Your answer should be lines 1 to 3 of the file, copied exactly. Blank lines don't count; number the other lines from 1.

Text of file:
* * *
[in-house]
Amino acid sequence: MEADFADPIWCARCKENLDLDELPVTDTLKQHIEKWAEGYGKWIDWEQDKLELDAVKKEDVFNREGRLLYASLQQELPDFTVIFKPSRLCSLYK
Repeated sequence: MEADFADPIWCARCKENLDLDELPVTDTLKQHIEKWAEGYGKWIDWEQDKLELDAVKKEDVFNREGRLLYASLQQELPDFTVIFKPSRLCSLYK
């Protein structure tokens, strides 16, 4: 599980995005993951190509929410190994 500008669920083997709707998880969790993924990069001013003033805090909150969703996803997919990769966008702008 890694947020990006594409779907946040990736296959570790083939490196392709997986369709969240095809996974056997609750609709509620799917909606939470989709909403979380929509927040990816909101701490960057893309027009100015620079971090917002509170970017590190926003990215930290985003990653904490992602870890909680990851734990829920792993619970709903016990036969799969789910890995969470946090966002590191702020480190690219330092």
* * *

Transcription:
[in-house]
Amino acid sequence: MEADFADPIWCARCKENLDLDELPVTDTLKQHIEKWAEGYGKWIDWEQDKLELDAVKKEDVFNREGRLLYASLQQELPDFTVIFKPSRLCSLYK
Repeated sequence: MEADFADPIWCARCKENLDLDELPVTDTLKQHIEKWAEGYGKWIDWEQDKLELDAVKKEDVFNREGRLLYASLQQELPDFTVIFKPSRLCSLYK